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Frank's Java Code Stack #11 - Managing Resources with Mbeans
Frank's Java Code Stack #11 - Managing Resources with Mbeans

(March 17, 2003) - I got introduced to MBeans very lately, when I was working with some J2EE applications. At first I thought using MBeans was just another way of remotely managing the server side components. But when I started using it more extensively in my applications, I found that monitoring and managing my application became easier and remote controlling my bean attributes became a breeze. Most of you must be already aware of Java Management Extensions (JMX), a framework for monitoring and managing resources. Each manageable resource is called an MBean (The resource can either be a device or a JMX aware application). Unfortunately JMX is not part of JDK 1.4 and it might ship with J2EE 1.4 later this year. For now, let us create a simple application and manage it remotely using MBeans.

Our interface, which exposes different operations, which can be managed by MBeans, looks like:

public interface JDJMBean {
public int getX();
public void setX(int x);
public int getY();
public void setY(int y);
public int getZ();

Our simple application accepts two integers from an MBean controlled client and returns the summation. Note that we are defining attributes x and y as RW (Read-Write) and z as RO (Read only).

Now let us implement this interface in our application:

public class JDJ implements JDJMBean {
private int x,y,z;
public int getX() {
return x;
public int getY() {
return y;
public void setX(int x){
this.x = x;
public void setY(int y){
this.y = y;
public int getZ() {
return (x+y);

Now we need to start an MBean Server and make it communicate with our MBean. The communication takes place through 'Agents', which are the single point of communication from the remote client.

import com.sun.jdmk.comm.*;

public class JDJAgent {
public static void main(String args[]) {

/* Starting the Mbean server */
MBeanServer mbs =

/* Starting the HTML Adaptor Server
for managing resources through web */
HtmlAdaptorServer has =
new HtmlAdaptorServer();
JDJMBean jdj = new JDJ();

try {

/* Registering our MBean with the
server */
ObjectName on1 = new ObjectName(
mbs.registerMBean(jdj, on1);

ObjectName on2 = new ObjectName(

/* Setting port for our http Listener */

/* Registering the HTML Adaptor
with the MBean server */
mbs.registerMBean(has, on2);

/* Start the server */

}catch(Exception e){System.out.println(""+e);}

Once you have compiled all the three classes, start the MBean Agent, using $ java JDJAgent

Now open a Web browser window and connect to

From there you can modify the bean attributes - remotely! For working with MBeans we need jmxri.jar (Comes with JMX Reference Implementation). Since we have used HTML Adaptor server for Web-based management, we also need jmxtools.jar (also part of JMX). For more information, check out

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To access MBean Server from within the same VM, simply look up java:comp/MBeanServer, as:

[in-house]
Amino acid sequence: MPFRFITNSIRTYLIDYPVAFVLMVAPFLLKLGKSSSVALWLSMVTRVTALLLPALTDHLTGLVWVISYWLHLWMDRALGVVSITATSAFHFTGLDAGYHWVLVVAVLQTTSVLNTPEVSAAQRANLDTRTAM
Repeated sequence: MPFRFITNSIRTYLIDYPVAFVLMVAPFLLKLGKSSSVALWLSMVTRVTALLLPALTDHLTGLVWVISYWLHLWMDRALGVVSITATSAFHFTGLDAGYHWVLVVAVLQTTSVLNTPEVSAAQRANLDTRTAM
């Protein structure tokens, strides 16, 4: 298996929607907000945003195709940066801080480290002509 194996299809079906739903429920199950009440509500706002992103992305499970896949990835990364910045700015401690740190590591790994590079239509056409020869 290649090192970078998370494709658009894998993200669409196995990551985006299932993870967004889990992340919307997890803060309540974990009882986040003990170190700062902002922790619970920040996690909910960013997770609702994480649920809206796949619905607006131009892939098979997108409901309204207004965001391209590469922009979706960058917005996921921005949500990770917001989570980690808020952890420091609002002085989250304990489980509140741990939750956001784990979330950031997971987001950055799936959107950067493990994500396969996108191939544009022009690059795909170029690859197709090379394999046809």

javax.naming.InitialContext ic = new javax.naming.InitialContext(); mbeanServer =

MBean can also be instantiated and registered remotely by code in a Java Dynamic Management Kit client.
Regardless of the registration operation, the MBean server generates a notification whenever an MBean is registered. The information sent with the notification includes the object name of the new MBean.

Use DynamicMBeans
DynamicMbeans instrumentation can be used to quickly make an existing resource manageable. The implementation of the DynamicMBean interface can provide an instrumentation wrapper for an existing resource. check out how you can can do it from

The above code works for me. But is there a way through which I can register the Bean from a remote client? I think currently the managable MBean class must lie in server classpath.

Is there a way that I can even do the register from remote client?

>But where are all the HTML pages
>coming from? Are those pages & tables
>all generated dynamically from the JMX
>jar files?

See for example

it is a generic JMX adaptor implemented as a set of custom tags driven JSP pages

No wonder people are excited about MBeans and JMX! I've been looking for a quick way intro to JMX and this was perfect.

But where are all the HTML pages coming from? Are those pages & tables all generated dynamically from the JMX jar files? And what does that stuff mean, MBeanServerDelegate, HtmlAdaptor?? I can kind of guess at a lot of stuff, but how about a few more paragraphs about what we're seeing? And maybe some hints about how to include MBeans into our current projects.



When you use the same code from the stack, make sure you use the same class name as file name. In case if u change the class name make sure that it sticks to the specified nomenclature.
we have implemented JDJMBean in the class JDJ. Make sure that u follow the same naming convention.
(i.e) class Test implements TestMBean
The code works fine.

Error message:
" MBeanTeste does not implement the MBeanTesteMBean interface or the DynamicMBean interface"
using - jmx 1.2 ri

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